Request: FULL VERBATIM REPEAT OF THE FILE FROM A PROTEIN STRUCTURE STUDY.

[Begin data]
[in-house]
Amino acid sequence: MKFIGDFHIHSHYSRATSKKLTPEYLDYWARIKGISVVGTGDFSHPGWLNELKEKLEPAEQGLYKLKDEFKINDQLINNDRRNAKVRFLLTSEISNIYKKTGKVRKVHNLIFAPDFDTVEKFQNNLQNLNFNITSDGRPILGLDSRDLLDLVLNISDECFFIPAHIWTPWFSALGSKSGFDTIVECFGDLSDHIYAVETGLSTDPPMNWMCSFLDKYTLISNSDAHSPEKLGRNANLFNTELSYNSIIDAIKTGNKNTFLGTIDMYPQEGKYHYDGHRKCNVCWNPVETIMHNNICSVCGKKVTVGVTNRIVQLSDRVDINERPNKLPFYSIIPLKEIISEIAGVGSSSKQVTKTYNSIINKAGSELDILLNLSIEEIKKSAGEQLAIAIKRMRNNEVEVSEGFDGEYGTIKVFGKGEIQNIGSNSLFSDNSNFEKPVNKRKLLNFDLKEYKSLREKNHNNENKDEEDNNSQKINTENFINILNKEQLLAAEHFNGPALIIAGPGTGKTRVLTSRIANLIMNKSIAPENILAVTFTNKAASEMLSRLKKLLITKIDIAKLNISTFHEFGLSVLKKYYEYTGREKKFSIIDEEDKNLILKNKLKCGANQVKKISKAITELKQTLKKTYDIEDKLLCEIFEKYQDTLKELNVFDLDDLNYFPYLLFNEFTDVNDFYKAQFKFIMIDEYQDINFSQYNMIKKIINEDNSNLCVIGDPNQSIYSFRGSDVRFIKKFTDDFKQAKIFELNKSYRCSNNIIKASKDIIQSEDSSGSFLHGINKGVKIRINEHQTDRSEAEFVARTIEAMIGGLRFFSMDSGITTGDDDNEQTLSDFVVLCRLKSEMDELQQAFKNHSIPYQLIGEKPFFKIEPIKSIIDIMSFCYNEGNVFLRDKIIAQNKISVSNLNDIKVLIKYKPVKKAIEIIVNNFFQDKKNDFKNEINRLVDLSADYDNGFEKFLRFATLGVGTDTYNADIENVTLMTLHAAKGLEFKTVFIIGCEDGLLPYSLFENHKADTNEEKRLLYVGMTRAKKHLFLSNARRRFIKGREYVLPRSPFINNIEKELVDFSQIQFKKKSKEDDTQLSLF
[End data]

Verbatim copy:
[in-house]
Amino acid sequence: MKFIGDFHIHSHYSRATSKKLTPEYLDYWARIKGISVVGTGDFSHPGWLNELKEKLEPAEQGLYKLKDEFKINDQLINNDRRNAKVRFLLTSEISNIYKKTGKVRKVHNLIFAPDFDTVEKFQNNLQNLNFNITSDGRPILGLDSRDLLDLVLNISDECFFIPAHIWTPWFSALGSKSGFDTIVECFGDLSDHIYAVETGLSTDPPMNWMCSFLDKYTLISNSDAHSPEKLGRNANLFNTELSYNSIIDAIKTGNKNTFLGTIDMYPQEGKYHYDGHRKCNVCWNPVETIMHNNICSVCGKKVTVGVTNRIVQLSDRVDINERPNKLPFYSIIPLKEIISEIAGVGSSSKQVTKTYNSIINKAGSELDILLNLSIEEIKKSAGEQLAIAIKRMRNNEVEVSEGFDGEYGTIKVFGKGEIQNIGSNSLFSDNSNFEKPVNKRKLLNFDLKEYKSLREKNHNNENKDEEDNNSQKINTENFINILNKEQLLAAEHFNGPALIIAGPGTGKTRVLTSRIANLIMNKSIAPENILAVTFTNKAASEMLSRLKKLLITKIDIAKLNISTFHEFGLSVLKKYYEYTGREKKFSIIDEEDKNLILKNKLKCGANQVKKISKAITELKQTLKKTYDIEDKLLCEIFEKYQDTLKELNVFDLDDLNYFPYLLFNEFTDVNDFYKAQFKFIMIDEYQDINFSQYNMIKKIINEDNSNLCVIGDPNQSIYSFRGSDVRFIKKFTDDFKQAKIFELNKSYRCSNNIIKASKDIIQSEDSSGSFLHGINKGVKIRINEHQTDRSEAEFVARTIEAMIGGLRFFSMDSGITTGDDDNEQTLSDFVVLCRLKSEMDELQQAFKNHSIPYQLIGEKPFFKIEPIKSIIDIMSFCYNEGNVFLRDKIIAQNKISVSNLNDIKVLIKYKPVKKAIEIIVNNFFQDKKNDFKNEINRLVDLSADYDNGFEKFLRFATLGVGTDTYNADIENVTLMTLHAAKGLEFKTVFIIGCEDGLLPYSLFENHKADTNEEKRLLYVGMTRAKKHLFLSNARRRFIKGREYVLPRSPFINNIEKELVDFSQIQFKKKSKEDDTQLSLF